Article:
M r. Renard’s face contorted as he climbed off his horse. Unstable on his feet from the fever and throbbing in his arm, he stumbled to the entrance of the General Store.

“You okay, Mister?” the shopkeeper asked.

Mr. Renard glared at the thin man behind the counter. “My arm is hurt. I need some pain medicine.”

“I don’t have such a big selection like the drugstore on the corner, but he’s closed for the next few days. I’ll see what I can find for you.” He searched through the shelves picking up one small flask after another. “Most of these are tonics and ointments.” He looked over his shoulder. “You interested in a healing tonic?”

Mr. Renard leaned heavily on the counter and grit his teeth. “I need something for the pain, now.”

“Why don’t you pay a visit to Doc Brown? He’ll fix your arm up, good as new.”

“How much does he charge?”

“Depends on the damage, but he’s a good man. He’ll charge you fairly.”

Mr. Renard wiped the sweat from his brow. “Where is he?”

“Not too far, but by the looks of you, I don’t think you’ll get there. Looks like you’re burning up with fever.”

“Never mind my fever. Where’s the doc?”

The shopkeeper walked to the large window at the front, and motioned with his hand. “You’ll walk left for about five minutes, then when you reach the—”

“Hey!” Mr. Renard shouted. He rushed to the coat stand in the corner.

The shopkeeper held his hand on his chest. “You nearly gave me a heart attack!”

“This jacket,” Mr. Renard said, searching the pockets. “How’d it get here?”

The shopkeeper’s shoulders straightened. “You know who it belongs to?”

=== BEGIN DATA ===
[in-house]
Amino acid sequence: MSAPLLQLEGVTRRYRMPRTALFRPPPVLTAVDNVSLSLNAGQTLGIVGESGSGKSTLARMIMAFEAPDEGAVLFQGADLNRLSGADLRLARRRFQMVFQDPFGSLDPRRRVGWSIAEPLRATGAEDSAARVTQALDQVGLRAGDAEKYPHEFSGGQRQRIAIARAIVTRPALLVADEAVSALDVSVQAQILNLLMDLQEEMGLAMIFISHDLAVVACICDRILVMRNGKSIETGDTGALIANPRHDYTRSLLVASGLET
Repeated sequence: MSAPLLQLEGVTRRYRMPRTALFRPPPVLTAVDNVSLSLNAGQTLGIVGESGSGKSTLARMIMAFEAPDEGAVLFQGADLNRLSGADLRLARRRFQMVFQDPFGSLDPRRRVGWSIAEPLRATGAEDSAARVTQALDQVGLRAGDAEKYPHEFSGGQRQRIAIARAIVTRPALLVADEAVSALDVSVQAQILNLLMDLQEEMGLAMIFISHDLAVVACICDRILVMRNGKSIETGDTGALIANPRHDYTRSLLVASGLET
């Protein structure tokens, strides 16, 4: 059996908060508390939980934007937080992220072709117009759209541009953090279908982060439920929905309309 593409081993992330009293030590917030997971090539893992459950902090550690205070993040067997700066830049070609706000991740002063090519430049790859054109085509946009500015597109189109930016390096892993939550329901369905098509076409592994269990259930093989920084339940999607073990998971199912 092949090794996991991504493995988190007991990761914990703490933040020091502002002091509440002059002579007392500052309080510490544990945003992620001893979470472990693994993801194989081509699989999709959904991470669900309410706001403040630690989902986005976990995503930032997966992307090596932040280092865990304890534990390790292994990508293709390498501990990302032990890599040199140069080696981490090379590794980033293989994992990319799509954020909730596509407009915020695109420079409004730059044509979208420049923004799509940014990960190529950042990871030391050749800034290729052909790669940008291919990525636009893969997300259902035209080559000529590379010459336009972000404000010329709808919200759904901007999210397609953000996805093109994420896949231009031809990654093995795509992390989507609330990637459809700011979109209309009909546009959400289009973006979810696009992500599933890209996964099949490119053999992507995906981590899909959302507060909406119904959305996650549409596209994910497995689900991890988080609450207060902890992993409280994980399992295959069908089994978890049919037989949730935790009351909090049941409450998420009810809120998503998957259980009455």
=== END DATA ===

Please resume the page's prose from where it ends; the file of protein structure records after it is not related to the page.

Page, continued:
“It belongs to me! Where’s my money?” He grabbed the shopkeeper by the collar. “Where’s my money?!”

The thin man gawked. “The girl has it… Hey! Did she do that to your arm? I knew she was a bad one.”

Mr. Renard immediately loosened his grip. “She was here? You saw her?”

“Sure did. She came in here with a little kid, couldn’t be more than two or three years old. They were muddy and asked me for a sink.”

Mr. Renard licked his lips. “How long ago?”

“A few hours ago. I ran for the police, but she was gone when we got back.”

“The police didn’t go after her,” the shopkeeper said, “They said it was because there was no way of knowing which direction she went. I think the lady might have had something to do with the girl getting away. I told the police that, but,” he lowered his voice, “I think they didn’t believe me.”

“What lady?”

“A customer I didn’t know. When I got back with the police, they were both gone. So was the money.”

Mr. Renard breathed heavily. “You didn’t see which way they went?”

“Nope. But the lady wasn’t from town, so I assume she’s farm folk.”

“From a farm? Are there lots of them round here?”

The man chuckled. “More farms than customers. That’s for sure.” (Excerpted from Mishpacha Jr., Issue 670)